InstaGrammar: Please, please stop saying 'considered as'

It's so, so simple to avoid this issue.
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You know the word “considered”? Using it is not nearly as complicated as many of you seem to think it is.

More and more, I’m seeing maddening phrases such as Vincent Van Gogh being “considered as one of the most influential modern artists.” Or this one about Sen. Jeff Flake, who is “considered as one of the most vulnerable Republican senators to face re-election in 2018.”

And here’s this doozy from Rob Demetrious, a Yahoo! Finance journalist who’s followed by none other than former President Barack Obama:

Seeing this kind of mistake not only infuriates me, but also breaks by heart, because it is so, so easily avoided. 

It doesn't take any tricky, hard-to-remember grammar rules to get it right (which is often the case with apostrophes – read about that great debate in my previous column rig). 

In reality, avoiding this error is all about slowing down, and taking another look at the words you use every day – and hardly ever think twice about. 

Consider this

In short, the “considered as” construction is almost always redundant. If you use “considered” to describe what people think of someone or something, you simply don’t need “as.”

For instance, “LeBron James is considered one of the best basketball players of all time.”

Or, “Bad grammar should be considered a crime.”

No “as” needed in either example. At all.

Uh … says who?

Yours truly, of course.

But if that’s not convincing enough, the editors of the Merriam-Webster and Cambridge dictionaries seem to agree with me.

Merriam-Webster editor Emily Brewester is a little more forgiving of “considered as” than I am, writing that “as constructions are perfectly idiomatic," (in other words, natural to native English), "but are not as common in recent use as they have been in the past.”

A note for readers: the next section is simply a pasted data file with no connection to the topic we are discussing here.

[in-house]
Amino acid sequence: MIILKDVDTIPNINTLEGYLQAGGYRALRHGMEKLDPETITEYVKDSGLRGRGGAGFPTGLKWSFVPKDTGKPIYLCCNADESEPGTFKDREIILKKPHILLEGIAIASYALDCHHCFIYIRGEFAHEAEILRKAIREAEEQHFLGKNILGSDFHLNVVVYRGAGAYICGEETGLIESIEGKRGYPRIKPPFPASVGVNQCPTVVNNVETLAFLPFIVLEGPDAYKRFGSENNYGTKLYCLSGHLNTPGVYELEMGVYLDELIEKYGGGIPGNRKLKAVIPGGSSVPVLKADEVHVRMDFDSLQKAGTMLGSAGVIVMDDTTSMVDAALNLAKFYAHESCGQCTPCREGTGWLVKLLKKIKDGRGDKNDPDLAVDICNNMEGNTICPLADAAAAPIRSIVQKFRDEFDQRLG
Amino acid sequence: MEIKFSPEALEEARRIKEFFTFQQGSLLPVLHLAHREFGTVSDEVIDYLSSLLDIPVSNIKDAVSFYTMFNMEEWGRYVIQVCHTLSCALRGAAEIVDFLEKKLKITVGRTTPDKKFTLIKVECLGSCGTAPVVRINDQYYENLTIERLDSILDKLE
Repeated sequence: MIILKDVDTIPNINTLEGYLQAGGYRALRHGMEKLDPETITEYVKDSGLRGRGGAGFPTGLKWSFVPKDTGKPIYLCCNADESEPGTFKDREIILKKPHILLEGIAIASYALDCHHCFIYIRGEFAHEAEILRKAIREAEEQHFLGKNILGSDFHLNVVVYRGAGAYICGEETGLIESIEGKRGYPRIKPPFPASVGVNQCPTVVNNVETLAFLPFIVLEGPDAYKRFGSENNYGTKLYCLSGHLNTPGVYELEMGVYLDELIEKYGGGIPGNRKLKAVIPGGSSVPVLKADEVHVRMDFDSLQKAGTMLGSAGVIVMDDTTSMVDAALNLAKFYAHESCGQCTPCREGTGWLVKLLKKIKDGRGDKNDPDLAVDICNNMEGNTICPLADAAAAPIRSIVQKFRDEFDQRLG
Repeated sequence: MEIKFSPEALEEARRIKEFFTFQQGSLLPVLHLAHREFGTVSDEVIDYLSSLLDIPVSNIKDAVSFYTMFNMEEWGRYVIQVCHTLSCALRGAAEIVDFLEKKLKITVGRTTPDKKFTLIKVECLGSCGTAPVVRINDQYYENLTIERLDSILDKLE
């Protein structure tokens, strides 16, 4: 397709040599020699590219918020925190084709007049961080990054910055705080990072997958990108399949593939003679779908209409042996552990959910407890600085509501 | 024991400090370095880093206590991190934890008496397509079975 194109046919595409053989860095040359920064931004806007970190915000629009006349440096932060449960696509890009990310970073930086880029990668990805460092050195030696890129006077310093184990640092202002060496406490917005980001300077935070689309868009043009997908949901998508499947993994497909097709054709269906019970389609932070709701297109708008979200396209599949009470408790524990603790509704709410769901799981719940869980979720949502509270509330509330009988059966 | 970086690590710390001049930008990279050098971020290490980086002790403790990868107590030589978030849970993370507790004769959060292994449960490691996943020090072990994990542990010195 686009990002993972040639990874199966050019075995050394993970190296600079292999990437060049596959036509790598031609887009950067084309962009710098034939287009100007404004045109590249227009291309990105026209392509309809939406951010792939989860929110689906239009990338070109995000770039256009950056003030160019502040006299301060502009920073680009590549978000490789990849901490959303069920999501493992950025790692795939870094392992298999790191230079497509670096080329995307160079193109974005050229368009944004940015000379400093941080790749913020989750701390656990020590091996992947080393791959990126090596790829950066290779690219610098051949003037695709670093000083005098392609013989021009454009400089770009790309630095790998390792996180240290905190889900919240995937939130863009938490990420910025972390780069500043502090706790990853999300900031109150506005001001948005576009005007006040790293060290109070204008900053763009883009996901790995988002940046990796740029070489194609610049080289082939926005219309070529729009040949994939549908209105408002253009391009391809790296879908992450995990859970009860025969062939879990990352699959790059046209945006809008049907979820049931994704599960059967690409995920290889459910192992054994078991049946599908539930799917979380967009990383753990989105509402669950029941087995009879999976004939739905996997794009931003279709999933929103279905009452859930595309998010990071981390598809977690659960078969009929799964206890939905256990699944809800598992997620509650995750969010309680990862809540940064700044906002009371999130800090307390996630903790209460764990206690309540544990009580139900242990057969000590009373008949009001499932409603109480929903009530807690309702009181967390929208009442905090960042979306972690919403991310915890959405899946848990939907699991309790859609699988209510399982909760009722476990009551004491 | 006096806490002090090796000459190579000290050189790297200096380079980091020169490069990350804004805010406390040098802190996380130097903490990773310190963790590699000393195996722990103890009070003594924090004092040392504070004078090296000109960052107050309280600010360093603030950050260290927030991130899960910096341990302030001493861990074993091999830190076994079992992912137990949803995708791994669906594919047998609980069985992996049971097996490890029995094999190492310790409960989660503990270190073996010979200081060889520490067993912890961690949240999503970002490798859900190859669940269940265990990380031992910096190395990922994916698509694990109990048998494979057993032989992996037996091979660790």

However, she does concede that “sentences without as are more idiomatic” (bold mine), and sound “more natural and current to my ears.”

Basically, she doesn’t recommend using “considered as.”

But the Cambridge Dictionary’s position on the matter is far more black and white. Under a bold “warning," they declare – and in no uncertain terms – that “we don’t use as with consider.”

So there.

Exceptions to the rule

Despite painstaking (with emphasis on the “pain” part) research, I could find only two kinds of sentences where “considered as” is OK to use.

In the “English Language Learners” forum of StackExchange, user “Vilmar” wisely provides the following example of the first kind of sentence:

“We suggest tool B to be considered as another approach to solving the problem” (the bold is Vilmar’s).

In other words, it's OK when something is being considered for some new purpose, or a person is being considered for a possible new position. A good real-world example of this is the following headline from the New York Times:

“Headquarters Of The Times Is Considered As Landmark.”

“Considered as” can also work in simple comparisons, such as, “Lions are considered as dangerous as tigers.”

‘Considered to be’ … or not to be

Another one that drives me insane is “considered to be.” While both Merriam-Webster and Cambridge say it’s OK, I beg to differ.

In most cases, you can do away with “to be,” because it’s almost as redundant as “considered as.” 

Case in point, this headline from Myrtle Beach Online:

“Myrtle Beach police seeking man considered to be armed and dangerous.”

Of course, those cops could also be looking for a man simply “considered armed and dangerous” – but we’re guessing it’s the same guy. 

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